The World Health Organization (WHO) reported 331 cases of swine influenza H1N1 in 11 countries as of 6 a.m. GMT today. The case numbers by country are United States, 109 (1 death) (these are yesterday's totals); Mexico, 156 (9 deaths), Canada, 34; Spain, 13; United Kingdom, 8; New Zealand, 3; Germany, 3; Israel, 2; and 1 each in Austria, the Netherlands, and Switzerland. [WHO update 7]
Editor's note: Today we are launching a daily digest of the latest developments concerning the swine influenza H1N1 virus. This digest will be updated more than once a day as news developments dictate.
(CIDRAP News) As the official count of US swine influenza cases rose to 64 today, top federal health officials said it's becoming increasingly clear that the virus is spreading beyond people who recently traveled to Mexico, the epicenter of the outbreak.
(CIDRAP News) Federal officials, speaking at a White House briefing on the swine influenza outbreak today, said the Department of Health and Human Services (HHS) is declaring a public health emergency, as the Centers for Disease Control and Prevention (CDC) confirmed 9 more human cases.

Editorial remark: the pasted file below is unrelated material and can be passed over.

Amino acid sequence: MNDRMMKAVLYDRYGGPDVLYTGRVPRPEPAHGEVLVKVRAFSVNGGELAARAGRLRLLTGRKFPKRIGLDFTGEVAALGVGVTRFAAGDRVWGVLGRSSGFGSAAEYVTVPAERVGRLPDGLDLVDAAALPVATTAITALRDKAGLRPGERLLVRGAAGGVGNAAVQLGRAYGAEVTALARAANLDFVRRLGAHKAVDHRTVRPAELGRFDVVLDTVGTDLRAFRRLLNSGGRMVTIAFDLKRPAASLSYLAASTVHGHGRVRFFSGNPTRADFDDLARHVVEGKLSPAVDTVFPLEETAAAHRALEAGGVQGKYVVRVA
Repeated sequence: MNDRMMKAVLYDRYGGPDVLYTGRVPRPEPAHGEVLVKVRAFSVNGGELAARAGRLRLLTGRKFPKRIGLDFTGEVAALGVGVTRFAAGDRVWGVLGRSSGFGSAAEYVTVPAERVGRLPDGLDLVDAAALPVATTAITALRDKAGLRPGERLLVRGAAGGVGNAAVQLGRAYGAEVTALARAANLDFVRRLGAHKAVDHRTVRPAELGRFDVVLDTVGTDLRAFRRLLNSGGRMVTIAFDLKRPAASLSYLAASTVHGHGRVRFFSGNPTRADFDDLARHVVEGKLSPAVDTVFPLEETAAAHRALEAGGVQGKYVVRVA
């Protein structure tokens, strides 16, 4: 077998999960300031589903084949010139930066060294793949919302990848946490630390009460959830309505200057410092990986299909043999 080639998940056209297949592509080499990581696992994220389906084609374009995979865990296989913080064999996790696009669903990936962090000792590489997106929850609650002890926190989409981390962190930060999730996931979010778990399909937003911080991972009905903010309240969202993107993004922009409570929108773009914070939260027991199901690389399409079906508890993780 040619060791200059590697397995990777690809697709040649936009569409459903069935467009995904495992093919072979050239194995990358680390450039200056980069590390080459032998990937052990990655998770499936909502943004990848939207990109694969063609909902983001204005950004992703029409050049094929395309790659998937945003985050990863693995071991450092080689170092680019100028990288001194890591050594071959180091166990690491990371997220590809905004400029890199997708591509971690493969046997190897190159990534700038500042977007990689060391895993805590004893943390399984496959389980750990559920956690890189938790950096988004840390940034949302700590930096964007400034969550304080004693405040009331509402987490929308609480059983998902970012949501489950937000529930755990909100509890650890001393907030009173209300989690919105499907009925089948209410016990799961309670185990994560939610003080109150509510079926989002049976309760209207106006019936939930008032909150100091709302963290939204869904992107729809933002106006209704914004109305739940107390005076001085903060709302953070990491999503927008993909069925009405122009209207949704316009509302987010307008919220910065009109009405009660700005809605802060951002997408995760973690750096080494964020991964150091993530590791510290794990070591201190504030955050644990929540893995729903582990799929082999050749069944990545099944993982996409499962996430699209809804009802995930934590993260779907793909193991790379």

(CIDRAP News) A spokesman for Panasonic Corp. said today that the company had no proprietary information about any increased risk of an influenza pandemic in December 2008 when it instructed some of its overseas employees to send their families back to Japan by September.
WASHINGTON, DC (CIDRAP News) Health officials worldwide are becoming increasingly concerned about influenza viruses' resistance to antiviral drugs, which can shut down a flu infection or mitigate symptoms. Flu antivirals are vital for reducing severe illness and death in average flu seasons and could be essential bulwarks against an influenza pandemic if one began.
(CIDRAP News) The Centers for Disease Control and Prevention (CDC) plans to fund eight studies on whether simple measures such as handwashing, "cough etiquette," and face masks could help limit the extent of the next influenza pandemic.
The CDC announced this week it would provide a total of $5.2 million to research institutions, some outside the United States, to assess nonpharmaceutical measures for battling pandemic flu.